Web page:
A bistro and wine shop will be allowed to open beneath retirement apartments in Ancoats despite claims from residents that their ‘silent voices’ had been ignored.
Gob Manchester’s bid to move into the Grade II listed Victoria Square building was approved by a single vote at a meeting of Manchester’s planning committee last week.
The business will look to restore and repair the unit facing onto George Leigh Street, which has been vacant for more than 15 years.
Councillors heard Gob had bought the site with a view of delivering a ‘high quality upmarket venue’ that would build on the ‘budding food scene’ in Ancoats.
But a tenant of Victoria Square, the first social housing built in Manchester in 1894, expressed fears about the venture’s potential impact on those living above and around it.
Josie Loftus told the committee on July 29 that there were concerns that the noise of customers eating outside or leaving the bistro would ‘exacerbate an already massive problem’.
The ongoing noise issues are compounded by the fact that the council tenants living in Victoria Square need to keep their windows permanently open as they have no control over heating levels, the meeting heard.
Mrs Loftus said: “We need a duty of care policy to preserve the character and historical interest of Victoria Square.
“Around 95 per cent of tenants in Victoria Square are hidden voices that are screaming out to be heard and are of the era that have been left behind by the technological revolution which is why you have not heard of their opposition.”
Gesturing to a pile of letters and petitions in front of her, Mrs Loftus added: “These are 200 of the silent voices that can’t use technology and who are also infirm.
“Manchester council’s aims and objectives are people, pride and place. We are your people, you should be our pride, and the place is 59-61 George Leigh Street.”
A planning officer told the committee that the new use would generate ‘some comings and goings and noise disturbance’ and that mitigation measures would be put in place.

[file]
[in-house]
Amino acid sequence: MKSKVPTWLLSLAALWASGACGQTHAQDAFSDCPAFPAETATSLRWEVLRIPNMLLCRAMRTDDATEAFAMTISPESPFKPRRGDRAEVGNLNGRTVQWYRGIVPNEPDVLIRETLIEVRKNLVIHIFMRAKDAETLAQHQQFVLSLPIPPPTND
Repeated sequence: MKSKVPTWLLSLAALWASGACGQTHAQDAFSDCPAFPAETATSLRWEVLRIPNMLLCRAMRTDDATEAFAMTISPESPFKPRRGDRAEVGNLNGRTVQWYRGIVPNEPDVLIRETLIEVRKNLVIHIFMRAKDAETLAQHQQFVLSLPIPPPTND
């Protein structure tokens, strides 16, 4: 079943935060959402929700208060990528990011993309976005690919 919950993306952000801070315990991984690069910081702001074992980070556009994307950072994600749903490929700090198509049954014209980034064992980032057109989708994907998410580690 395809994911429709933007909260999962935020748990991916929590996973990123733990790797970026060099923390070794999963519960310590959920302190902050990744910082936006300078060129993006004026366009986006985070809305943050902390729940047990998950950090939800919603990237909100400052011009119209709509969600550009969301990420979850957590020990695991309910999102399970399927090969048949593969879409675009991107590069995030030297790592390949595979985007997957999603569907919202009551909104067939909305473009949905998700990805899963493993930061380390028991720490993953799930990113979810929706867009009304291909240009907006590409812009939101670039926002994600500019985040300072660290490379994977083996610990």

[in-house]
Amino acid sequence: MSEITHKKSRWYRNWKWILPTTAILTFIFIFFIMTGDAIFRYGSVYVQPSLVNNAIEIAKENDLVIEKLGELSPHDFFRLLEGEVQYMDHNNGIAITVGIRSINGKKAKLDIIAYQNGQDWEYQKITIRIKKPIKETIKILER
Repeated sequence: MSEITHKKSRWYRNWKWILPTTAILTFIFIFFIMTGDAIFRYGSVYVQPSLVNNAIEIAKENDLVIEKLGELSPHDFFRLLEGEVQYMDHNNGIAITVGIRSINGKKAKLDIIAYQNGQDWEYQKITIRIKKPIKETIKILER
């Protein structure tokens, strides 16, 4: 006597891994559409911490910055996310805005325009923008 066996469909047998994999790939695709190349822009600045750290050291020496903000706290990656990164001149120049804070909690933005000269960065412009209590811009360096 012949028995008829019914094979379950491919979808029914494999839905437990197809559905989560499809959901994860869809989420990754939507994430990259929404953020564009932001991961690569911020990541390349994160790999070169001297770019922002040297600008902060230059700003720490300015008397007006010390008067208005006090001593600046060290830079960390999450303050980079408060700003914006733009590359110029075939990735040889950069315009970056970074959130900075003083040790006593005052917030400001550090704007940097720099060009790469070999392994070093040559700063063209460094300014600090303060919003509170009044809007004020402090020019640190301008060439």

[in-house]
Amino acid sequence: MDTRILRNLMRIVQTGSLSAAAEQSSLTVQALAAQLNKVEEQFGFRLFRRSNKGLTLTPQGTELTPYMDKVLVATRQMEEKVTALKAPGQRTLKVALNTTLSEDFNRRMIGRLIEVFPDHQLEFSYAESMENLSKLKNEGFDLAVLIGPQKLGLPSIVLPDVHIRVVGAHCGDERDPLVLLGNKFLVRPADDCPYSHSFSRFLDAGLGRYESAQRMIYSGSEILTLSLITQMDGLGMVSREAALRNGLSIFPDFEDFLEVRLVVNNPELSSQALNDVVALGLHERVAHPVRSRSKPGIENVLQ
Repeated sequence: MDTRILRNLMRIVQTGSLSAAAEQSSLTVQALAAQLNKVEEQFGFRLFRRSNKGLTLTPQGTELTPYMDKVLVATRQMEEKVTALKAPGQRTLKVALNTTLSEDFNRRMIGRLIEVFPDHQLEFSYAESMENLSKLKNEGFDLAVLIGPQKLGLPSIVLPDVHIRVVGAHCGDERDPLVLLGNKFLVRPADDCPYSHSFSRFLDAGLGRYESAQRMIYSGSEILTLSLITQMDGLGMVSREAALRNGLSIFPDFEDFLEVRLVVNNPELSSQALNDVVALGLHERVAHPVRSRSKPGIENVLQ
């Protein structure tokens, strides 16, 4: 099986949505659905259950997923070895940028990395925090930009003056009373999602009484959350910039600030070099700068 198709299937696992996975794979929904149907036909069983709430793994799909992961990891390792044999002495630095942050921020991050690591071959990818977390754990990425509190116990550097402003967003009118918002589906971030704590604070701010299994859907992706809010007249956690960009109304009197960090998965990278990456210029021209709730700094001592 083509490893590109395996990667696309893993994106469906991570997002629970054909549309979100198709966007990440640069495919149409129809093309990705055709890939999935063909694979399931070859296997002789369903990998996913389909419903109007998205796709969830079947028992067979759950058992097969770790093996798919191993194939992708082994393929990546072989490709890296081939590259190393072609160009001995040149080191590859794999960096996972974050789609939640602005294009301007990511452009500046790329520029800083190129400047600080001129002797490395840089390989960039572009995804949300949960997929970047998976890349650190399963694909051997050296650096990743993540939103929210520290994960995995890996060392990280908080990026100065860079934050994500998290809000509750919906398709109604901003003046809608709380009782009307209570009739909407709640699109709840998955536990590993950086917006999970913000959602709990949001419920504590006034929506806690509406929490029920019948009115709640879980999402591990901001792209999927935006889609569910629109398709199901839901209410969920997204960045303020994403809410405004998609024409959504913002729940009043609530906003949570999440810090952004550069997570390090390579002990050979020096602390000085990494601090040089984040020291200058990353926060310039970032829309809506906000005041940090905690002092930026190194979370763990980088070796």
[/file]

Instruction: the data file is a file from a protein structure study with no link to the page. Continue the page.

Lucy Furber, a planning consultant speaking on behalf of Gob, said all doors and windows in the premises would shut from 7pm with the outdoor seating area closing at 9pm.
The opening times would also fall within established commercial operating hours for Ancoats, closing at midnight Friday and Saturday and 11.30pm on the remaining days of the week.
Ms Furber told the meeting that Gob would create eight new jobs, and that some Victoria Square residents were onboard with the plans.
With the committee also considering the building of over 200 new homes in Ancoats – plans which were approved later in the meeting – Ms Furber said: “It’s clear that the area needs to be supported by a strong mix of commercial premises to support a growing, vibrant mixed-use neighbourhood.”
But Ancoats and Beswick councillor Marcia Hutchinson, who sits on the planning committee, was unable to give her support to the scheme.
“I don’t think we’ve taken into account the effect on older people living above this kind of use,” she said.
“Whilst I recognise it’s important to maximise the use of the site, I have serious concerns about the outdoor seating.
“People living above are really going to struggle with the amount of noise generated.
“Internal soundproofing is great, but happy people leaving at 9pm or probably later is going to cause a problem for residents above.”
Deansgate councillor Joan Davies added: “Generally speaking in the city centre a large number of people live with licensed premises under their homes and outside their windows.
“But those people have made a choice to live there and have, except for the cladding scandal, the choice to live elsewhere.
“For the Victoria Square residents there is not, for many of them, a great deal of choice once they’ve lived there and have lived there and made their homes and social life there.”
However the committee approved the application by a single vote, with six members in favour of the scheme and five – including Coun Hutchinson and Coun Davies – against.
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